Managing and securing your data room in a pandemic 


By Owen Morris, operations director at Doherty Associates – Covid-19 has presented multiple challenges to those working in private equity and finance, not least remote working, which looks set to continue for the future. When it comes to compliance the FCA expects it to be business as usual, despite the effects of the pandemic.

In private equity, the data room is key to ensuring the deal-making process is secure, facilitating the due diligence and regulatory process during an M&A transaction, loan syndication, or private equity and venture capital transaction. Confidential information can all be housed and shared with prospective investors as appropriate, as well as managing ongoing relationships with partners and suppliers.

During Covid-19, PE firms have had to ensure that their data rooms have additional layers of security, while being accessible to a raft of remote employees and in some instances, third parties, to maintain regulatory compliance, work collaboratively and best practice is upheld.

Enforce corporate information security standards 

As a repository of company data shared with third parties, a data room is both a company asset and a source of risk to the company. It's important that, prior to implementing a data room solution, compliance teams define the importance and sensitivity of the data and manage the risk of sharing it with third parties.  

Digital assets are by their very nature easy to copy and distribute, and appropriate controls need to be enforced. When choosing a data room platform, ensure that it offers features to either prevent data leaving the data room or to protect it even if downloaded. These controls need to be set up and enforced within the data room platform as part of the companies' wider information security controls.

Have the right tools available to stay compliant

Some next generation products offer encryption within documents that can be used to allow features such as ensuring that documents can only be read by the person that they are sent to and cannot then be forwarded to other parties. It's also possible to prevent documents being printed or screenshot using Information Rights Management solutions. These features can also be used to allow documents to be 'time-bombed' - for example, a PR release might only be made visible on the day of the release to prevent leaks, or documents could be made inaccessible after an NDA expires.

Managing access of third parties to the data room

Once a data room has been set up and secured then users need to be invited. For both usability and security reasons it's helpful if the platform offers integration with single sign-on solutions - so that users can use their own user-names and passwords to access the data, minimising the storage of passwords within the data room platform. Beware though - poorly setup sign in solutions can be a source of both internal effort and frustration for the parties that you're trying to work with.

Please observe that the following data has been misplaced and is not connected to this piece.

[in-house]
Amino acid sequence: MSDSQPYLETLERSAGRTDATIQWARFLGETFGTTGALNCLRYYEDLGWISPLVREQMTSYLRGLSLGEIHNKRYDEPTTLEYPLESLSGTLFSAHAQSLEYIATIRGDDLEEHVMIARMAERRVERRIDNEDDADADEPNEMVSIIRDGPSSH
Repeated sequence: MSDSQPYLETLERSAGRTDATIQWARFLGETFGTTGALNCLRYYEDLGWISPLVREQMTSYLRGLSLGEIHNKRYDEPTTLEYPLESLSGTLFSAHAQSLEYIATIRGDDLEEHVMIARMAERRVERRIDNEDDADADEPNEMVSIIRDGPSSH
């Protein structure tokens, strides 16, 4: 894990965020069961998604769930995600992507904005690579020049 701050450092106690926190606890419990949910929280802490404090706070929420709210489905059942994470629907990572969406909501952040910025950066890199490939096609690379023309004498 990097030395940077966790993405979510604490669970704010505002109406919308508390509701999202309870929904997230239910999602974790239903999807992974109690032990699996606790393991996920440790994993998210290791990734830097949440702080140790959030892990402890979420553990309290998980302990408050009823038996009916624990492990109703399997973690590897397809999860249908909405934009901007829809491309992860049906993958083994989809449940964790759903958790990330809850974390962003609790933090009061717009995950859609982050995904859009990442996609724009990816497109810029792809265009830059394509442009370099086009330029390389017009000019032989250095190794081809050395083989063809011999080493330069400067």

Video conferencing 

Traditional data room solutions are very focused on document management - whether Office documents such as word processing and spreadsheet or PDFs such as contracts. While still extremely important, data rooms can offer much more and be used to maintain a complete record of the interactions between two companies.  
With Covid-19 accelerating a wider industry trend for remote working and video conferencing, most meetings can be recorded and the data within them can be extracted for business use. Features such as saving of video meetings within the data room for later review, automatic transcription of meetings to text and synchronisation of the transcription with the video can be extremely powerful during a transaction (no more 'what was the context around that decision') and later for audit purposes.

Have an integrated data management system

When looking at a data room solution it's important to ensure that the data loaded on it is both the correct data and can be easily accessed and updated by both parties. Having a process and a system that supports simple classification of documents for release and easy transfer from internal repositories while applying the appropriate sensitivity and retention settings for sharing with third parties are valuable. Most benefit comes from an integrated system where internal systems are part of a single digital workplace.

Single service platforms are the way forward 

Single service platforms such as Microsoft Teams can be used to provide this digital workspace. This allows a single set of compliance policies to be defined within the platform and that can be used across the organisation instead of having to duplicate policies within multiple different systems, making the job of compliance and security teams much easier. Creating policies around the creation of internal and externally facing teams means that there can be a clear delineation between locations where third parties can be involved, and automation developed around the movement of documents between internal only and third party accessible areas. Areas accessible only to internal users can be locked down tightly and external areas can have the appropriate sharing, download and encryption policies applied.

Implementing some, or all these practices will help the data room remain secure, compliant and accessible, in a challenging financial world going through a pandemic. 

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